When we first eat outside of the family kitchen, we realize that there is a whole different world of flavors out there. Most of the time, however, the flavors we end up longing for are the comforting tastes of the hearth that nurtured us. It's funny that even when we encounter the same dish, in new versions that we consider far superior to that of our childhood, we still pine for the combination of flavors that sends us back to those days when our palate was first developing.

As is often the case with foods made at home, slight variations in simmering can yield different results and unique flavors. For many Japanese, simmered dishes — especially fish — fall into this category of home-cooked comfort foods. Often when Japanese go abroad and begin the invariable search for the flavors of home, the dishes they report that they miss the most are those that can't be found in many restaurants abroad. Sushi, sukiyaki and questionable versions of teriyaki are most readily available. Noticeably absent from most Japanese restaurants overseas are these simple simmered ni-mono.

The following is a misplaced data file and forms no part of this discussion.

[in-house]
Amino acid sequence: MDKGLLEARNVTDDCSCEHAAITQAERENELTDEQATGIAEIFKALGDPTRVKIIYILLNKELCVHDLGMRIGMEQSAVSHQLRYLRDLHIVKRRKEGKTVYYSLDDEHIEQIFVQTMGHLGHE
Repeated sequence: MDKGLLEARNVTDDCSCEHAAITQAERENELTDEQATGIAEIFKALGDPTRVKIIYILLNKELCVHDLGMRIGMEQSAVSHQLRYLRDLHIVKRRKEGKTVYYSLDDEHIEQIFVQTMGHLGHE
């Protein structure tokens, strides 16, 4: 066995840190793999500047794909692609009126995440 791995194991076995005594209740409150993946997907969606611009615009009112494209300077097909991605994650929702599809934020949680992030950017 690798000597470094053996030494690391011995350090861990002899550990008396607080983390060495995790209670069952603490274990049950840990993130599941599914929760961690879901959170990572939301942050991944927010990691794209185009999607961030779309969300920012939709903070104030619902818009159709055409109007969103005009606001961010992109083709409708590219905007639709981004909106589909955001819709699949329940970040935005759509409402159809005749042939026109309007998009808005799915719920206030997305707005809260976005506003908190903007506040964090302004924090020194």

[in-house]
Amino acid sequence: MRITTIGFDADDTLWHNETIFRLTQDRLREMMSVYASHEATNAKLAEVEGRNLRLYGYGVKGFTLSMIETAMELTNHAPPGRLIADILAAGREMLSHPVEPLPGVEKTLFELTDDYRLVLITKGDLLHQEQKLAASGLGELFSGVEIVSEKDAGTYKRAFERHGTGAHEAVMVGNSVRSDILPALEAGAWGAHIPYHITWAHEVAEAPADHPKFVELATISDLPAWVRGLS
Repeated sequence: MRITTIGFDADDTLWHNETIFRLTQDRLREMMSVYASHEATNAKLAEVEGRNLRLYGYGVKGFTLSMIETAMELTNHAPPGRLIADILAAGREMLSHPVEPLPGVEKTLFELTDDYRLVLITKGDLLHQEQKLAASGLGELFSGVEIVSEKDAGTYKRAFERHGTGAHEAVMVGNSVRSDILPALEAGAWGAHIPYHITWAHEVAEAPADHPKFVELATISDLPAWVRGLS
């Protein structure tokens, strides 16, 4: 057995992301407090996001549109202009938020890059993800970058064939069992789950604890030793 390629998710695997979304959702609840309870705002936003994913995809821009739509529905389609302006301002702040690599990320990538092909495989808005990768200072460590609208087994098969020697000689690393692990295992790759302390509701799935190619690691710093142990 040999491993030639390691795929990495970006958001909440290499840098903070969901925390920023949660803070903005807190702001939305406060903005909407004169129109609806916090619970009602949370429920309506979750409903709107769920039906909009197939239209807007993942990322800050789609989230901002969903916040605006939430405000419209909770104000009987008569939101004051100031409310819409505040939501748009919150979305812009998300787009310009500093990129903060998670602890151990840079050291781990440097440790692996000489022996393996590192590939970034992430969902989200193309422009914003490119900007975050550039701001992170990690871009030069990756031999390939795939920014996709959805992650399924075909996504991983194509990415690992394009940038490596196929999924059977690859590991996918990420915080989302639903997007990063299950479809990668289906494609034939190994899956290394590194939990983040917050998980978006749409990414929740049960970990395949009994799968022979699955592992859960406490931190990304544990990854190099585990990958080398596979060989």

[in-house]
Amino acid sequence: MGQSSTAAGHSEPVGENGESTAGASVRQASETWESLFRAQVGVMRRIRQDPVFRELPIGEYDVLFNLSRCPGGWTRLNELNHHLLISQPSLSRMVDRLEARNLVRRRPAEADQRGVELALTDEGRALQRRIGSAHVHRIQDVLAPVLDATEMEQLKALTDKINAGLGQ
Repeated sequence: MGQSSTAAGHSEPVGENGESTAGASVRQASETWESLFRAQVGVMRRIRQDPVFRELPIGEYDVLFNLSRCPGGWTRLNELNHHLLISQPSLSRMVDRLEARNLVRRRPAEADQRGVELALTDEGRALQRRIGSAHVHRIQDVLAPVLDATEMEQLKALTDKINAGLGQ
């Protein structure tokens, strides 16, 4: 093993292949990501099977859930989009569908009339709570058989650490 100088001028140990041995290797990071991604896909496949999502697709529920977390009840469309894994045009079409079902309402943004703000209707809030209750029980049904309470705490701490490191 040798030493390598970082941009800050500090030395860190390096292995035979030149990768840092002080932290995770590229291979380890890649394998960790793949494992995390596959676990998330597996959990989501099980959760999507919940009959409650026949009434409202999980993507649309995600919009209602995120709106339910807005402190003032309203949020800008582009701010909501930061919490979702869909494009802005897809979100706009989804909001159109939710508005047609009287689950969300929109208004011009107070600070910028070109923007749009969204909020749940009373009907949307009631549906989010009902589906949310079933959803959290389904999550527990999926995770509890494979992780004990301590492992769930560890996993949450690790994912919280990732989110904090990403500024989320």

In a native restaurant setting, most simmered fish is cooked to order and served piping hot. In smaller cafeteria-like shokudo counters, fish simmered earlier in the day might be zapped in the microwave before being served. At home you may do as time permits and simmer your fish just as your family sits down to eat or right when your guests arrive, or you may simmer things up to a day in advance and refrigerate, rewarming when it's time to eat.